HTC recently released their Q2 earnings report, and the results were not positive. Despite the marked success of the HTC 10 over previous releases and the debut of the HTC Vive, the Taiwanese manufacturer’s numbers show a drop of around 44 percent from this time last year.
This begs the question…will HTC survive another year? Despite a major restructuring in 2015, improved and diversified product offerings, and a slew of leaks surrounding a pair of HTC-manufactured Nexus devices around the corner, the venerable manufacturer can’t seem to get a leg up on the competition.
So where did HTC go wrong…and what can they do to come back from it?
Personally, I believe HTC began to lose their way right around the time they released the Evo 3D. At the time, the first-generation Evo was undoubtedly the king of the smartphone world. It featured top-notch specs, unique and innovative features, and an aesthetic that just screamed “luxurious” for it’s time. However, the Evo 3D still borrowed heavily from the designs of the Evo, and the gimmick 3D camera and screen were under-utilised by many, and saw nearly zero application development. The speciality hardware also made custom ROM variants more difficult, as developers could not fully support the features.
There was a definite return to form with the release of the M7, but a trend had already been set with the Evo 3D. The next few HTC offerings would see sub-par camera hardware as compared to the competition, as well as a bizarre turn in their marketing strategy. While the M7 was a fantastic device in it’s own right, again, HTC seemed to have already lost their edge.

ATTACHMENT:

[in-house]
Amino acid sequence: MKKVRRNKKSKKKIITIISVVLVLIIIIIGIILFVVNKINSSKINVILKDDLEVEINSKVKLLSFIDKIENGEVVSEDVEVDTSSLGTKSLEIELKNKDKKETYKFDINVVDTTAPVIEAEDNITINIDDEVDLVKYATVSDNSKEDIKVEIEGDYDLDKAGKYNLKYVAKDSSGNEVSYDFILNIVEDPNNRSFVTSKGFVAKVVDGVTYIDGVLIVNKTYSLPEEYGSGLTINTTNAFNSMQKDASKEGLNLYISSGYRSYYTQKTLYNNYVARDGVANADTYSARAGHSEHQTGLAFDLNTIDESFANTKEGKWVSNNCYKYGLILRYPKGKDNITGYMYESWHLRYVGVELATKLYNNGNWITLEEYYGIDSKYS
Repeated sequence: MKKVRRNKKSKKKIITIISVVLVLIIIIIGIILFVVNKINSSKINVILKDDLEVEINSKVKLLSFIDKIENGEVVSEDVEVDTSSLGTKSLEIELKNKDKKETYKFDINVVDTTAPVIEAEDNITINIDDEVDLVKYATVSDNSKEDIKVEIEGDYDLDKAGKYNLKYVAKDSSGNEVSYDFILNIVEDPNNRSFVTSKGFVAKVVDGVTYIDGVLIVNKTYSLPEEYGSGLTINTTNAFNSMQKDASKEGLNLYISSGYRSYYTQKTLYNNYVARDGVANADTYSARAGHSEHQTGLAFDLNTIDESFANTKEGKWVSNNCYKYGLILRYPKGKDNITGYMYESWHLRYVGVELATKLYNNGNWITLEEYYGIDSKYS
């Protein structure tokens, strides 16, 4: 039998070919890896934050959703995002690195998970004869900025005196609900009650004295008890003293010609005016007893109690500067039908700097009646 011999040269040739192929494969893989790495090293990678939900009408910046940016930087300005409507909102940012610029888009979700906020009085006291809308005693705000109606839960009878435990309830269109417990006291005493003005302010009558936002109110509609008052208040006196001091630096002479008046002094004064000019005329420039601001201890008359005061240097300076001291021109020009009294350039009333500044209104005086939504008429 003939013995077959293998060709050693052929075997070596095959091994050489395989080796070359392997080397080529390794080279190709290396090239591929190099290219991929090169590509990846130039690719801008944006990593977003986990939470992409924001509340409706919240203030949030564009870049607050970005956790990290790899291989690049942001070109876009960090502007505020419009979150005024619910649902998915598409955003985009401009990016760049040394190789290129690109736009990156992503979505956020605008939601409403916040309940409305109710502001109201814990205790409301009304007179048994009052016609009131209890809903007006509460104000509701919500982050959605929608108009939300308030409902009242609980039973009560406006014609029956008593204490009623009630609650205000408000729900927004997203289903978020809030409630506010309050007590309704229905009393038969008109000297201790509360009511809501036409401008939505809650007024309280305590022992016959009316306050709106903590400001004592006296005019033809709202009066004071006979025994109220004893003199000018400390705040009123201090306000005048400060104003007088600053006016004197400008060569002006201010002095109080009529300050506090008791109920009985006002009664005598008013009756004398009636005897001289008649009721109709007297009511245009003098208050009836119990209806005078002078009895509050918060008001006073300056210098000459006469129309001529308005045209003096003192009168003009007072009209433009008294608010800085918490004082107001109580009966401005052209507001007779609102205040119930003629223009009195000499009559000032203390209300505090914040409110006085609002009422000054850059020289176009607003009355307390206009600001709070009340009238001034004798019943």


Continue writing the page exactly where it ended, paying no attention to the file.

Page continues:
The M8 was an acceptable refresh, bringing improvements and refinements to the M7 platform, but not really adding any new features that made a huge case for an upgrade.
They followed this trend again with the M9, only now pairing it with the Snapdragon 810 processor, which had it’s own share of issues that required software updates to combat overheating. Combine that with more underwhelming optics, another lack of new or notable features, and a design that is nearly indistinguishable from the M8, and you have to wonder if HTC just phoned this one in. (Pun intended)
(It should be noted that this is the point in time where this author made the decision to jump off the HTC bandwagon and run for the Nexus hills.)
The HTC A9 was (is) an abysmal device, with many pointing out the similarities in design to the iPhone – despite the contention that Apple started by borrowing from HTC. Again, nothing to phone home about, and overall, a nearly incomprehensible marketing decision on HTC’s part.
Fast-forward to today, and the latest flagship in their offerings is the HTC 10. To be fair, the HTC 10 is a fantastic device from all takes. It features a QHD screen, top-notch cameras with front and back OIS, killer processor and memory specs, a fingerprint sensor, enhanced DAC, and a slimmed-down version of HTC’s custom Sense UI, which many users found to be refreshing.
However, the question remains – is it enough for HTC to survive? And not just survive – but become a leading competitor in the smartphone market again? While they still demonstrate the ability to make premium devices that can compete with the likes of Samsung, Apple, and Sony…is a premium device enough? Or have years of sub-par design choices, broken promises for update schedules, poor management, and bizarre advertising campaigns left them too far behind to recover? Will the forthcoming Nexus devices be the bump they need to regain the spotlight, or has the Samsung marketing machine left them irrelevant? More importantly…should they even bother?
Tell us what you think in the comments section!